Friday, October 27, 2017

Upcoming cinema excitements: The Great Silence, Lost Highway, Kenneth Anger, DOA: A Rite of Passage, and more!

One of the most esteemed of the non-Leone spaghetti westerns, Sergio "Django" Corbucci's The Great Silence (also known, at least to Alex Cox, as The Big Silence) is coming to the screen at the Cinematheque. It's an unusual western, in that it is set in the snow; it's also politically charged, as the best of the 1970's Italian westerns tend to be, and cynical and downbeat as all hell, with Corbucci's typically-tortured, mute protagonist (Jean-Louis Trintignant) facing off against a murderous Klaus Kinski and accompanying thugs. Kinski, of course, is vastly problematic, even to a fan of James Toback or Roman Polanski; he seems to have been a morally repugnant human being, who, besides boastfulness verging on the delusional, a propensity towards rage, and general priapism, appears to have raped two of his young daughters (and bragged about it!). I don't know really how to deal with these matters, don't entirely feel like "separating the artist from his work" is an answer, but I'll see this film again regardless; it is great enough a work that I can breathe past the vile odors that come off its star (somewhat mitigated, in fact, in that at least it's not Kinski's voice you hear; versions I've seen, at least, were dubbed by another actor, before Kinski was a name star).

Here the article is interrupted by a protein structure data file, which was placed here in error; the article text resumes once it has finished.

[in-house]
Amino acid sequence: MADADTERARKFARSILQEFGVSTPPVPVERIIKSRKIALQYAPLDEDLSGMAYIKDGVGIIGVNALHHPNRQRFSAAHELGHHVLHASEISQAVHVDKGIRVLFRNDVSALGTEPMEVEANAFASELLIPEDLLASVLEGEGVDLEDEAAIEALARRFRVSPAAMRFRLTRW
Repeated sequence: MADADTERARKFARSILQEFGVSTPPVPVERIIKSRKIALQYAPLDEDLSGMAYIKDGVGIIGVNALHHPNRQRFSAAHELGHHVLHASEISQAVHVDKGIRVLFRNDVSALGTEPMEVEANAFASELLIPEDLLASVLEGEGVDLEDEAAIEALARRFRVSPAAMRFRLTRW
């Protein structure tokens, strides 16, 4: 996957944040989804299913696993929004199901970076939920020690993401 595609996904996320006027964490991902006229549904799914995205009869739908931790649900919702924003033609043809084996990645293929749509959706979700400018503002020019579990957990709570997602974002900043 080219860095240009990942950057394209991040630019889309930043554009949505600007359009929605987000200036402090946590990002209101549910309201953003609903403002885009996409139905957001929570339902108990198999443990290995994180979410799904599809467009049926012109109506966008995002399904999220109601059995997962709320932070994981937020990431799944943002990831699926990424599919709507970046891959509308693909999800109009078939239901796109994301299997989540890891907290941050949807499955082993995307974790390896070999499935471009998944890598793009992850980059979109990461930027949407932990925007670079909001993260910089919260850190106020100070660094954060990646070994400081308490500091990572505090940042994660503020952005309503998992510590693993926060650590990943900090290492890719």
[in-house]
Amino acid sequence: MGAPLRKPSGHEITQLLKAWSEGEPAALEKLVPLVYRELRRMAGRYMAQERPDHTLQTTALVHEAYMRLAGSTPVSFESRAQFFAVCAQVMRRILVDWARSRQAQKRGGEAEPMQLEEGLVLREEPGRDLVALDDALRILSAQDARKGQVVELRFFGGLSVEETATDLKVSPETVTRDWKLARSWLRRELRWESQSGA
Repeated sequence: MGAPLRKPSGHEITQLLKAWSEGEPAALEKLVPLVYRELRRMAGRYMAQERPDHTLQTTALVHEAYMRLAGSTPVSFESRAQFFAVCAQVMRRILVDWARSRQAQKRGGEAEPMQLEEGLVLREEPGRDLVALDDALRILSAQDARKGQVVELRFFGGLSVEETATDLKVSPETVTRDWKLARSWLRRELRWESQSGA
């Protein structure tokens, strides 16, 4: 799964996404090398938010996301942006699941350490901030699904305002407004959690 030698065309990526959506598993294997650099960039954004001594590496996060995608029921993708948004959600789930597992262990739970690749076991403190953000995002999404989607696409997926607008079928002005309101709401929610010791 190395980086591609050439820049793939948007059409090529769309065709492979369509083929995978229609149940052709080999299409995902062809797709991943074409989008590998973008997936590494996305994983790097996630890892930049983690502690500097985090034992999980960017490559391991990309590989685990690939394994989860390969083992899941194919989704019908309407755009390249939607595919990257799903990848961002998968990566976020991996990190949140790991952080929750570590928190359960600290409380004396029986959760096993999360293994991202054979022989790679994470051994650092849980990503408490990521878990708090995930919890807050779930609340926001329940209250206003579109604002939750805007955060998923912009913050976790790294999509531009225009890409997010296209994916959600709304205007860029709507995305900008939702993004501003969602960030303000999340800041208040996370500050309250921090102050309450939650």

The Great Silence is paired with a Latin-American western I have not seen, called Time to Die, which sounds interesting enough; I had no idea that there WERE Mexican-made westerns, and both Gabriel Garcia Marquez and Carlos Fuentes were involved, so it's no doubt interesting.... I will leave it to the Cinematheque guide to sell it, however.

Sooner than all that, of course, is the Cinematheque's Damn Scary! Hallowe'en party, which has some inspired films playing, including Carnival of Souls, David Lynch's Lost Highway, and one of Ingmar Bergman's most noirish, expressionism-influenced films, Hour of the Wolf, with Max von Sydow as an artist persecuted by the materialization of demons in his head, whose madness threatens to draw in his wife, as well (played by the great Liv Ullmann). It's an unusual Bergman, and a perfect bending of the arthouse canon to suit a sophisticated Hallowe'eny crowd. If you've never seen Max von Sydow acting in a Swedish film, this is by far not the worst place to start.